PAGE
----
The movie was better. A small part of me wanted to just drop the mike and walk away. But I like to expound upon my perceptions, even if I’m doing it for my own pleasure and edification. First, I’d like to thank Trudi (aka The Busty Book Bimbo) for throwing down the gauntlet and calling yours truly to the red carpet. Yes, she may have called me out a while ago, but I’m from West Virginia, and we tend to talk and move a little slow. And, yeah, I had the movie version in the back of my mind with Jack Nicholson at his finest level of insanity. Rather than break the spell, I wanted to hold onto my crazy ways.
THE SHINING was a slow bleed for me. Sure, it was freaky and crazy and had a certain level of insanity and madness, but it’d take me about three days to bleed out. The movie version, however, bled me out in less than twenty minutes. That shit was crazy. And grotesque. And strange. And weird. And the way Jack Nicholson pounded away at the keys…well, that reminded me of the great man himself slaving over his typewriter in the 1970s with a gleam in his eye and a razorblade in his hip pocket.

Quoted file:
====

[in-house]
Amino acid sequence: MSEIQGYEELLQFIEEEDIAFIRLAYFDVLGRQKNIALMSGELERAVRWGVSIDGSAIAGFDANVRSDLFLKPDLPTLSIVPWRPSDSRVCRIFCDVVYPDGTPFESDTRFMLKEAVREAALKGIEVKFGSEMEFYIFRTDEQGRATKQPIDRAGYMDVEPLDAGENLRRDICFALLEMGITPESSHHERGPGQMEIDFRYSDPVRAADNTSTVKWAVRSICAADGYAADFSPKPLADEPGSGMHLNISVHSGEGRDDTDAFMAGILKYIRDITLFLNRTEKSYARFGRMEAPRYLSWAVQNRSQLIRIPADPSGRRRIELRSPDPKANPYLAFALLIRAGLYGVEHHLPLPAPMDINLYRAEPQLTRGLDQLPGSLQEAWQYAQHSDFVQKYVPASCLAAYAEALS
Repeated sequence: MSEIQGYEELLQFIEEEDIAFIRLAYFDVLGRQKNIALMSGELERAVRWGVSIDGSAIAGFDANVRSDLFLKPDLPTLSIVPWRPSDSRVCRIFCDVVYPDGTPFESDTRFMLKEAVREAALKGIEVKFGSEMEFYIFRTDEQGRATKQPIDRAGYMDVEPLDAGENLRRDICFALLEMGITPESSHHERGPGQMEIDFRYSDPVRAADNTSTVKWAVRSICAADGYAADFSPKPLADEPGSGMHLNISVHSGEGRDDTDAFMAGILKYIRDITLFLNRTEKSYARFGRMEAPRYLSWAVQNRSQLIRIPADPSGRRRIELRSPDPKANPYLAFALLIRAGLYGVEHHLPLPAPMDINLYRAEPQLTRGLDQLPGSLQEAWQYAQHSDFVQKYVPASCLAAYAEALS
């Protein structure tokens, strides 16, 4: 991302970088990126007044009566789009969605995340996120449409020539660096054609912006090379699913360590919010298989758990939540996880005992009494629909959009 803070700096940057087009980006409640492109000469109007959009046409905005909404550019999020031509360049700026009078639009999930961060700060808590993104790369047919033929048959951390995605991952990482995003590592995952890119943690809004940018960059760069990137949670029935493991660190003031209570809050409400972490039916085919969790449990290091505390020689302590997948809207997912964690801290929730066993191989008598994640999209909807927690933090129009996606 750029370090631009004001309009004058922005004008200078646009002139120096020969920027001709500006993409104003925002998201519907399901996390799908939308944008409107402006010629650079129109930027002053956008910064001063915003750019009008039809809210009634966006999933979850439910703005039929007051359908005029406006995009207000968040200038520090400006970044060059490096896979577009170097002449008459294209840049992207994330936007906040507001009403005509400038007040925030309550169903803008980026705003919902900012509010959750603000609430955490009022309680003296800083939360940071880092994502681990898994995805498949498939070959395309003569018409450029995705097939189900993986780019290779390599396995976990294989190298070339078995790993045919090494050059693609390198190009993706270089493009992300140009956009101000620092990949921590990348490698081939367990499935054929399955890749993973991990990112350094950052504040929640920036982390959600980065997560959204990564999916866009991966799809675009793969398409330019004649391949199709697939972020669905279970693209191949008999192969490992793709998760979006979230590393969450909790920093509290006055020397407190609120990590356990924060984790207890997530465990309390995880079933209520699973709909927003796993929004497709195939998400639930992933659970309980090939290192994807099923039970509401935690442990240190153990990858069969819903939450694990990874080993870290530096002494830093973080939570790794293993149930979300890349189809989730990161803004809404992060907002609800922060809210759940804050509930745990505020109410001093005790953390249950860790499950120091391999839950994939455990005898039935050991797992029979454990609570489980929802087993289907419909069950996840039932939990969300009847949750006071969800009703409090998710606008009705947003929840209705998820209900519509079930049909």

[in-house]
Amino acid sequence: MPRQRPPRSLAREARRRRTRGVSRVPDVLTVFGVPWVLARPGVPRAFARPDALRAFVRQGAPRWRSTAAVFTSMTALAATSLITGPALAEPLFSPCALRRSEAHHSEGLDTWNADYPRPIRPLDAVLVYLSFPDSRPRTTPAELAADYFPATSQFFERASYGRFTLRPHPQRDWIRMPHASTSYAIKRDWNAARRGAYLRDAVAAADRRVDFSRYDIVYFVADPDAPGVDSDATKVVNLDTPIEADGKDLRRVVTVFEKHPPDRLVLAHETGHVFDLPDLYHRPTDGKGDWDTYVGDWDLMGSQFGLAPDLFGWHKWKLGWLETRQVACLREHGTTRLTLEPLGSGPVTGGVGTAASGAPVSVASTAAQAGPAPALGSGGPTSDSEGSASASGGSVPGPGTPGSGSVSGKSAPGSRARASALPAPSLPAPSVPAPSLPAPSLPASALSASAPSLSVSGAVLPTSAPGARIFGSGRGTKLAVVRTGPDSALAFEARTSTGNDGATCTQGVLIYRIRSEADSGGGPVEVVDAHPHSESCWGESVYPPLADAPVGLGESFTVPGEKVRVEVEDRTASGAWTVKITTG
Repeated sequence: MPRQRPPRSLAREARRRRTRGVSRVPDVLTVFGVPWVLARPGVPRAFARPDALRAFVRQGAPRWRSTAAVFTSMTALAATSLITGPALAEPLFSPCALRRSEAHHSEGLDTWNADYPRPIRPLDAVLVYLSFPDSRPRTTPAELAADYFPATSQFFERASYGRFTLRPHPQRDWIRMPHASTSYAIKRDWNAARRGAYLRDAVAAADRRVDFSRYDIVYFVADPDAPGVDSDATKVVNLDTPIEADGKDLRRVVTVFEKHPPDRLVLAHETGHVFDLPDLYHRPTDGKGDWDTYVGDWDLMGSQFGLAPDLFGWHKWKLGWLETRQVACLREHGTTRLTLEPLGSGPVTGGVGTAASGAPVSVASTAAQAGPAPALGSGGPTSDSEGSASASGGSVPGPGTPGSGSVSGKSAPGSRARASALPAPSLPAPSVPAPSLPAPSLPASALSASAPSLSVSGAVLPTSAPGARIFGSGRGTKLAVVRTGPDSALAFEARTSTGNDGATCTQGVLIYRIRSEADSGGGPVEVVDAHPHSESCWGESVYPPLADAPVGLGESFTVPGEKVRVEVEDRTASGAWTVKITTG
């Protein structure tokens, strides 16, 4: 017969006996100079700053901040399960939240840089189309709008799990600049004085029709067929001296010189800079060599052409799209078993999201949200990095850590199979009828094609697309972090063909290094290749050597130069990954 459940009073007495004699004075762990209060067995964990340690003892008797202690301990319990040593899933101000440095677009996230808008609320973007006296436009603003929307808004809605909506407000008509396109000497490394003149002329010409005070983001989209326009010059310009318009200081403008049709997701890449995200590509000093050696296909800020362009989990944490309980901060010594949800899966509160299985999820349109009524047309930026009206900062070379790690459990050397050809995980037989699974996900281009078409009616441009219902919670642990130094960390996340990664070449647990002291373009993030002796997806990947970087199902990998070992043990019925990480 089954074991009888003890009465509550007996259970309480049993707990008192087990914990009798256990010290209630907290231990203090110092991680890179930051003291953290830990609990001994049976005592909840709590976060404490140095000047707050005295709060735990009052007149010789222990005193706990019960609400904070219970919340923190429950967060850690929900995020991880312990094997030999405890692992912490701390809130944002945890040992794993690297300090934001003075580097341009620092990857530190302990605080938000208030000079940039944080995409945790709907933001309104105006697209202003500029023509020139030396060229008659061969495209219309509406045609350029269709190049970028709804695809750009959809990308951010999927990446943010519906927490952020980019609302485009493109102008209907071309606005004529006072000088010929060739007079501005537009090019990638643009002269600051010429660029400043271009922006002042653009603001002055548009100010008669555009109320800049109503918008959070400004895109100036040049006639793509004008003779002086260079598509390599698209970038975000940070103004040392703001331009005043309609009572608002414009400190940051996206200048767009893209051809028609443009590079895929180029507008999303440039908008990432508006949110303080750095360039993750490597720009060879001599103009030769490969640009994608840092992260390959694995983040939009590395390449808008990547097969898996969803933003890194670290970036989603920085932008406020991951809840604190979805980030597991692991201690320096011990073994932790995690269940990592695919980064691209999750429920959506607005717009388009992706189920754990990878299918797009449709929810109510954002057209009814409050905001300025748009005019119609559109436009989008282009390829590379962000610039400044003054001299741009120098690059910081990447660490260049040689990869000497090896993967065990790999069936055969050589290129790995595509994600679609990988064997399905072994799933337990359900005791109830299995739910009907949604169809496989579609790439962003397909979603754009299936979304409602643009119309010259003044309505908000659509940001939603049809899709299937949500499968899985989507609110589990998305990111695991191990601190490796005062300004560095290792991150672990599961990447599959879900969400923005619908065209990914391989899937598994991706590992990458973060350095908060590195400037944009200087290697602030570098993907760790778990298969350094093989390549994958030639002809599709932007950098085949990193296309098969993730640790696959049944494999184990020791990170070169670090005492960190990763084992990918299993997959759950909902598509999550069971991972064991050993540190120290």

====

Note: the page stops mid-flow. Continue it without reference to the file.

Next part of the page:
But Stephen King never quite captures that level of horror for me, where I’m sleeping with my Honey Boo Boo nightlight and sucking my thumb for a week at a time. He freaks me out a little, like an itch I can’t quite scratch, and I may look over my shoulder once or twice, before I move on with my life. And, sure, I get the feeling that he might be a little bit nuts, because genius and hovering outside the norm walk hand-in-hand across I-95. But that’s where I meet the brick wall going at 70 mph in the slow lane.
The story dragged along a bit longer than necessary. Sure, the man can spin a yarn better than Calvin Klein, but a little brevity never hurt anybody, and unfortunately, you won’t find it here. That being said, though, I’m glad I was taken to task for my novel skipping ways, and I shall make a more valiant attempt in the future at staying on top of things. When I do, I shall most definitely alert the proper authorities.
Oh, and I may never stay in a hotel in rural Colorado. But I’ll kindly thank Stanley Kubrick for that one.